The new £100m government-backed Access Foundation has outlined a funding strategy to grow social investment, and has started recruitment for a new chief executive.
The organisation, officially named Access – The Foundation for Social Investment, was first announced in December by Rob Wilson, minister for civil society.
At the time of the launch, Wilson said the then-unnamed foundation would have “more than £100m” to grow charities’ abilities to win contracts and take on social investment, and has been established to fill gaps in the social investment market.
The foundation will be established by the Big Society Trust, the parent organisation of Big Society Capital, the £600m wholesaler set up to grow the social investment market. It will be funded with £60m repaid from the Futurebuilders loan fund, and Wilson said more funding will come from the Big Lottery Fund. BIG has refused to confirm whether it will provide funding.
The foundation has now outlined plans to recruit its first chief executive, with a salary of £80,000, and has outlined three funding strands to grow social investment.
The foundation will work with Big Society Capital to set up a "blended capital" facility for other lenders to access.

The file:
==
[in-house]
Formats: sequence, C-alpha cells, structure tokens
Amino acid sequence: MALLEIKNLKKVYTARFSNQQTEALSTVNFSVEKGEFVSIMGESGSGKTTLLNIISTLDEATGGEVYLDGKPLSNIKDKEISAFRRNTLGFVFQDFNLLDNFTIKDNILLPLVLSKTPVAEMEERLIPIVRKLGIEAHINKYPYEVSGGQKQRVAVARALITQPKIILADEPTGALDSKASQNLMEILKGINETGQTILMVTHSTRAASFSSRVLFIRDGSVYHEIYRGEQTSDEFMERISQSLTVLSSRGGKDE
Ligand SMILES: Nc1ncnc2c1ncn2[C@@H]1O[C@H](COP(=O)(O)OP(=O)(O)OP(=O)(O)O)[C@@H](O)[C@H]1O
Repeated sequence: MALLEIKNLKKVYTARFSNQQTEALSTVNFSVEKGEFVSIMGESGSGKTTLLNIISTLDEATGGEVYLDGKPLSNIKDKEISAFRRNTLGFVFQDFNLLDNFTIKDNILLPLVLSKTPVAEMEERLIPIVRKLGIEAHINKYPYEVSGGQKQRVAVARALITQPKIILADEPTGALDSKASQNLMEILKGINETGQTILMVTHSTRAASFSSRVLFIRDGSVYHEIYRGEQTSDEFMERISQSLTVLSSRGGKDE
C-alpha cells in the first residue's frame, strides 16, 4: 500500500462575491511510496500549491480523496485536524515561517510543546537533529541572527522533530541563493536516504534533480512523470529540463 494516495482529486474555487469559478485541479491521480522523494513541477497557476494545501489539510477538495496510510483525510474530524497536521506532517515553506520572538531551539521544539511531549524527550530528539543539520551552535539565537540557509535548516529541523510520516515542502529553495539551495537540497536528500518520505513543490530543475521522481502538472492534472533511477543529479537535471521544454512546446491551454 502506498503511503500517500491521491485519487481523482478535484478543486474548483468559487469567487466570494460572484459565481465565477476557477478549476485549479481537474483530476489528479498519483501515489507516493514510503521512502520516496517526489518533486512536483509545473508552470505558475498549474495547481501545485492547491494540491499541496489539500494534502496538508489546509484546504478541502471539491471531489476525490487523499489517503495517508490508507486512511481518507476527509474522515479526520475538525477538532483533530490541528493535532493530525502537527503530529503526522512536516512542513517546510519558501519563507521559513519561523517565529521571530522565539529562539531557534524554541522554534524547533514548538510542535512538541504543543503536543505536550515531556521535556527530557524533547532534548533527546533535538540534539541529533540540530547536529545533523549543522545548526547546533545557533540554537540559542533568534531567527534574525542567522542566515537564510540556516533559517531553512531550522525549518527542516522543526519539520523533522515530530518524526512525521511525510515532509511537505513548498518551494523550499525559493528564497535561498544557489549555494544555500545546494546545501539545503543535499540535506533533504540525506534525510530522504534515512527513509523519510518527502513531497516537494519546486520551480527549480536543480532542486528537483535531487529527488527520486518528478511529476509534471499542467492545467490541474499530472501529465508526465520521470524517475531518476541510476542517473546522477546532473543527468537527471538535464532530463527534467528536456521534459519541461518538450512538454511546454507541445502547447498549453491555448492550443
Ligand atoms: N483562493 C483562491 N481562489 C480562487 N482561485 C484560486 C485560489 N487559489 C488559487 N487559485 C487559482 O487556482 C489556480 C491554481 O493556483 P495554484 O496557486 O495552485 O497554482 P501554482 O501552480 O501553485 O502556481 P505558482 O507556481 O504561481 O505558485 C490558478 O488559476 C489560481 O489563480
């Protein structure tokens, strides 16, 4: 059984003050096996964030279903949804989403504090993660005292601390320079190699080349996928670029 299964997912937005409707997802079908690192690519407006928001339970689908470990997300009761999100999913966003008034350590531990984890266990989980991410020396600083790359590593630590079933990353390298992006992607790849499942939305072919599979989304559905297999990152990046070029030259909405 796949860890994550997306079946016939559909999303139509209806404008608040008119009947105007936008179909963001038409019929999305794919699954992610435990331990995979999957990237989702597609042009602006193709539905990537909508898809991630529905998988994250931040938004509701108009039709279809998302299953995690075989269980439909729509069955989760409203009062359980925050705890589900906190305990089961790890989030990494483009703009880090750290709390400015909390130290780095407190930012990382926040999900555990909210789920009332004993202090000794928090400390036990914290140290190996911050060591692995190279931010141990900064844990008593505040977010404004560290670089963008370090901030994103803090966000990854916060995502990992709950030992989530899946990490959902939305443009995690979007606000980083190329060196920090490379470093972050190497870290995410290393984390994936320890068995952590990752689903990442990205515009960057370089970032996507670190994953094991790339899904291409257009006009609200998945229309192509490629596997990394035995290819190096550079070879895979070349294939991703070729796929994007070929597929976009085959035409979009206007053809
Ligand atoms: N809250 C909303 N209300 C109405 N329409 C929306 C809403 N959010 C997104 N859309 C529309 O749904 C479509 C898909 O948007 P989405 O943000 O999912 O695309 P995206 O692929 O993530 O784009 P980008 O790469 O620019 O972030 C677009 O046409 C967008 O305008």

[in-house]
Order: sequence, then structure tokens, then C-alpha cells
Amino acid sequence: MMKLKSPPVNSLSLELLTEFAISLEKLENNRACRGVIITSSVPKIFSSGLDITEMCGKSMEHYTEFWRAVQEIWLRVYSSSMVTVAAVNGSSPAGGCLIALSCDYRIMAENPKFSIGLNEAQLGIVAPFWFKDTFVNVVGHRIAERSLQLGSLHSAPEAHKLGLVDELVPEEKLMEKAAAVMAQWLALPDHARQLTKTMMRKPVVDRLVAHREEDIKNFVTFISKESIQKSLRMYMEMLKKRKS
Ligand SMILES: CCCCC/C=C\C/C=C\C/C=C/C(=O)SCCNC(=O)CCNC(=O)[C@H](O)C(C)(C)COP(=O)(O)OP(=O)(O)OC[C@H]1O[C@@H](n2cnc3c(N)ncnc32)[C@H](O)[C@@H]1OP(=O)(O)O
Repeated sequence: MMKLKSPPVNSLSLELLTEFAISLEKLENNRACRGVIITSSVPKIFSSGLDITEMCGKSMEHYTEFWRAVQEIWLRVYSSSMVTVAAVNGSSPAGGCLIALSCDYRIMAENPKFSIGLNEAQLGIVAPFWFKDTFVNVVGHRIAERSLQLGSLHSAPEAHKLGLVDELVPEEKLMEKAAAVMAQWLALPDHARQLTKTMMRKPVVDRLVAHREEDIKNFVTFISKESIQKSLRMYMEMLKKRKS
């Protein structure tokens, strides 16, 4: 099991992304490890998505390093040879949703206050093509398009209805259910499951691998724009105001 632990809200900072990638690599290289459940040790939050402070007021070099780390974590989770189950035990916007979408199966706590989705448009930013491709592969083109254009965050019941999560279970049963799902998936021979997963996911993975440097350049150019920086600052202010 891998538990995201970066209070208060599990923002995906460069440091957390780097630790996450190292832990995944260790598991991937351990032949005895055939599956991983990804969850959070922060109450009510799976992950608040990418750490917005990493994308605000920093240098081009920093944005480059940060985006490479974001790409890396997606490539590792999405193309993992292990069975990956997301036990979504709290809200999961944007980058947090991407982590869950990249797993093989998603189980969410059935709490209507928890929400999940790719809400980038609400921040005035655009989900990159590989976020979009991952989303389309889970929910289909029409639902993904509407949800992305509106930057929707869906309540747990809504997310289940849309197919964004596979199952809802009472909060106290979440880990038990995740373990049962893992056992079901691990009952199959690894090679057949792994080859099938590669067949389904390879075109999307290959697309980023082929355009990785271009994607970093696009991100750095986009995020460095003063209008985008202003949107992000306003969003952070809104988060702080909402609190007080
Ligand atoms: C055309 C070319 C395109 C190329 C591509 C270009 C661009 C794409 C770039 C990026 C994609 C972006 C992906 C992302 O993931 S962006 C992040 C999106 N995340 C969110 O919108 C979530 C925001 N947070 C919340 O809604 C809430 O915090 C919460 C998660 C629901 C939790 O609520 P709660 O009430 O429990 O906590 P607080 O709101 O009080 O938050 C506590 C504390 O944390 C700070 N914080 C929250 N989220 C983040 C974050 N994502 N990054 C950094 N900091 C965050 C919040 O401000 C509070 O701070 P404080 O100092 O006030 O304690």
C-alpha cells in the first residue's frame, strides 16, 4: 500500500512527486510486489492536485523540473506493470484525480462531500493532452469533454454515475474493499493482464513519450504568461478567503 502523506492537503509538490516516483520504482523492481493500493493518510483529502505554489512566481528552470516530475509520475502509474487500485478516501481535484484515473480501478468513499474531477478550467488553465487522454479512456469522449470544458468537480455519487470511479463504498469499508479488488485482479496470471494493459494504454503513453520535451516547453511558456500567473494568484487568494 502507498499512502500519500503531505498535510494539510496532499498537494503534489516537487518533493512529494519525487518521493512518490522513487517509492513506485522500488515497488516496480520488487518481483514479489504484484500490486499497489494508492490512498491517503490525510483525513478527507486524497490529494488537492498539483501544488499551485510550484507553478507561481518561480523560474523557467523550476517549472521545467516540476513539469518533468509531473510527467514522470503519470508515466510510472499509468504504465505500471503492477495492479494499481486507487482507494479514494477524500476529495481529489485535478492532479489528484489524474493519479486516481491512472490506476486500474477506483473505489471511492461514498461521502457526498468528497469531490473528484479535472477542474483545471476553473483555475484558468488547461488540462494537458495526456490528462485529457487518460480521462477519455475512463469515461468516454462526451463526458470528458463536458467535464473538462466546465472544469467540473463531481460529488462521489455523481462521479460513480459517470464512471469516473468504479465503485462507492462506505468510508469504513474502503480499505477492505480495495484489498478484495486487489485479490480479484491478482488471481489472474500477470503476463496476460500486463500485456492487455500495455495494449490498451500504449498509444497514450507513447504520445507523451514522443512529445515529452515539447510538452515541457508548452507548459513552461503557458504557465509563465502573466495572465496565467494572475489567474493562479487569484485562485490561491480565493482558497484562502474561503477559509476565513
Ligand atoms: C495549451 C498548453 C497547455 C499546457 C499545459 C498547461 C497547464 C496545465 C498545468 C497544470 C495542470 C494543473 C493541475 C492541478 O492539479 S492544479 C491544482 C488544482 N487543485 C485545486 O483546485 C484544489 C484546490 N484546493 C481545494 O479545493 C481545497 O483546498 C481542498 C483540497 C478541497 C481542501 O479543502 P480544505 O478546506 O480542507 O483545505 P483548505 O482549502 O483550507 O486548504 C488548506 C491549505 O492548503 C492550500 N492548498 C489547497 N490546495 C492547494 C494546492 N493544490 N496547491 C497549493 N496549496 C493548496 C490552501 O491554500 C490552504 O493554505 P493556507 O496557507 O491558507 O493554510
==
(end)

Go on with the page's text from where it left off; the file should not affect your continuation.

Blended capital involves charities and social enterprises receiving a mixture of grant and loan funding. BSC has said blended capital is essential to fund very small organisations to take investment, because it is too expensive to make small loans to such organisations. However BSC itself is not able to give grants.
The foundation will also grant fund capacity building in the sector and the creation of an infrastructure around the social investment market.
The foundation appointed John Kingston (pictured) as its chair at the end of last year.
Kingston was previously the founder and director of the Charities Aid Foundation’s social investment fund CAF Venturesome, and is a board member of social investment wholesaler Big Society Capital.
Kingston will chair a board comprised of:
- Arvinda Gohil, chief executive of Emmaus UK
- Alistair Wilson, chief executive of the School for Social Entrepreneurs
- David Curtis, chief operating officer of Wakelet
- Annika Small, chief executive of Nominet Trust
- James Perry, chief executive of Panahpur Foundation
- Victoria Hornby, director of grants and evaluation for the Royal Foundation of the Duke and Duchess of Cambridge and Prince Harry
- Steve Wyler, former chief executive of Locality.
Kingston said the foundation will start work in “listening mode”.
“We are seeking to hear views of critical support needs from a wide range of organisations in the social sector." he said, "especially those who have not yet taken on repayable finance but are considering whether to do so in order to achieve more social impact in their work.”
The foundation will have “access to significant resources and will play a central role in the development of the social investment market over the next 10-15 years”, according to an appointment brief for its new chief executive.
The brief added that there remains some uncertainty around the sources and volume of capital the foundation will have available at start up.
More information about the fund is expected to be available on its launch.